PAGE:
Decided February 24, 1928.
Appeal from Martin Circuit Court.
BROWNING REED, PRICHARD, MALIN SMITH, H.O. WILLIAMS, J.B. ADAMSON, W.R. McCOY and J.B. CLARK for appellant.
ERNEST N. FULTON, WILL H. FULTON, ISSAC RICE and FRED A. VAUGHAN for appellee.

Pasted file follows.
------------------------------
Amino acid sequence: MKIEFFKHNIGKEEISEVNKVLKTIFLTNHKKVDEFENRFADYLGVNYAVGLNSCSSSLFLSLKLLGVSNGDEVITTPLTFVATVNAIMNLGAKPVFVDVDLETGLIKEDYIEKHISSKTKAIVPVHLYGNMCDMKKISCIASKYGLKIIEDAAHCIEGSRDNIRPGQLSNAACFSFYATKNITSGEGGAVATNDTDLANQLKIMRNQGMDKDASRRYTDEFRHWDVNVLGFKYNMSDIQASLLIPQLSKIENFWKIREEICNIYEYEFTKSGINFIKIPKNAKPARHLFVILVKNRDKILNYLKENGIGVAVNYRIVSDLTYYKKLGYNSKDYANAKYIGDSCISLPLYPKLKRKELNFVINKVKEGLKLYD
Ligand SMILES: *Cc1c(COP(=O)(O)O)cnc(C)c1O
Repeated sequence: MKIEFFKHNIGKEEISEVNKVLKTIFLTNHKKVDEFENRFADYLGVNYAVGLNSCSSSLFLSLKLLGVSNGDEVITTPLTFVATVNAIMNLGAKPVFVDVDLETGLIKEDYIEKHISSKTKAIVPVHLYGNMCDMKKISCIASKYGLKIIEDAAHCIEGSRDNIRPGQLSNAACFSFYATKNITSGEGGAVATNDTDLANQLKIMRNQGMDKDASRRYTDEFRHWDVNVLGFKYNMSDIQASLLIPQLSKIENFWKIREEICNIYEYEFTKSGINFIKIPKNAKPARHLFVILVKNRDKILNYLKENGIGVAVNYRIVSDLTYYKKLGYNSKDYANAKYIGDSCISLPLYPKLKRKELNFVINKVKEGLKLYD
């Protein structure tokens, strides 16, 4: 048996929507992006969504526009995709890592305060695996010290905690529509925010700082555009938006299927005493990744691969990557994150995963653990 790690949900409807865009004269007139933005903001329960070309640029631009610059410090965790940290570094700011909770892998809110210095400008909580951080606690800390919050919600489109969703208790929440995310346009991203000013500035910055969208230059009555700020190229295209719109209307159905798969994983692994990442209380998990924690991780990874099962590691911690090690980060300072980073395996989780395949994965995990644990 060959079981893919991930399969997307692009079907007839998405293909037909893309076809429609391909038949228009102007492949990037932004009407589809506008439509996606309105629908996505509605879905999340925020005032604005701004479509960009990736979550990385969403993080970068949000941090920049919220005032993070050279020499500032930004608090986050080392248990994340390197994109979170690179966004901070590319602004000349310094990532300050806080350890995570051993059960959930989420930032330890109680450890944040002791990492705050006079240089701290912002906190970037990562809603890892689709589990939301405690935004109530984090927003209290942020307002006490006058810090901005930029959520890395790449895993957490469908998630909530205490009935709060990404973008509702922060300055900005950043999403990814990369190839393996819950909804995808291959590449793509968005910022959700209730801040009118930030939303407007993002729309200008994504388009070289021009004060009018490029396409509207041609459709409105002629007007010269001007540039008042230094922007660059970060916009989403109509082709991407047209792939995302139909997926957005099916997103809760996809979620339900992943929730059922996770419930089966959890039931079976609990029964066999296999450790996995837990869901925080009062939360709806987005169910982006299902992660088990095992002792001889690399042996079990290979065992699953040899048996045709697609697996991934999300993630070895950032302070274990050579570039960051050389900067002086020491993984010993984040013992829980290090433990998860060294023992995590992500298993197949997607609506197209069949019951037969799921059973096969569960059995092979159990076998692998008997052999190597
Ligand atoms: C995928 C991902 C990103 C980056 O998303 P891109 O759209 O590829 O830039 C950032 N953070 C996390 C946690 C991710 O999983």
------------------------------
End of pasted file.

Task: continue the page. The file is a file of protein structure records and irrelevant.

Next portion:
Appellant, Sutton Construction Company, was engaged in the construction of a public highway in Martin county, Ky., during the year 1926. The highway under construction passed within 150 feet of appellee's home and was being constructed on a new location, the right of way of the road that had been used theretofore also being near appellee's home, which was located at a point approximately equidistant from the two roads. Appellant used powder for blasting purposes in its work of constructing the road, and on Sunday, March 14, 1926, appellee's son and intestate, Jason Lemaster, a boy 9 years of age, and seven companions ranging in age from 7 to 11 years, discovered five cans of blasting powder, which, according to the evidence for the appellee, had been stored by appellant, after discontinuing work on the preceding day, near the ditch line on the side of the road a few hundred feet from appellee's residence. The boys had congregated at the Lemaster home to play, and one of them, Earl Butcher, who was 9 years of age, had observed the powder stored alongside the road, and he communicated this fact to the other boys. They went to the place where the powder was stored, opened one of the cans, and took therefrom a quantity of powder, which they placed in their pockets. They then went to a nearby place, referred to in the evidence as the "coal bank," where a fire was burning, and proceeded to take the powder from their pockets and throw it on the fire to see it flash up when it came in contact with the live coals. While thus engaged the blaze ran from the fire to the powder in decedent's pocket, ignited it, and set fire to his clothing, and he was burned so severely that he died within a few days. The road under construction had not been opened for traffic at the time this accident occurred, but there is considerable testimony tending to show that it was being used by the residents of that community, both adults and children, with the knowledge and consent of the appellant. Several witnesses testified that they saw the cans of powder both before and after the accident and that they were in plain view of any one passing along the road.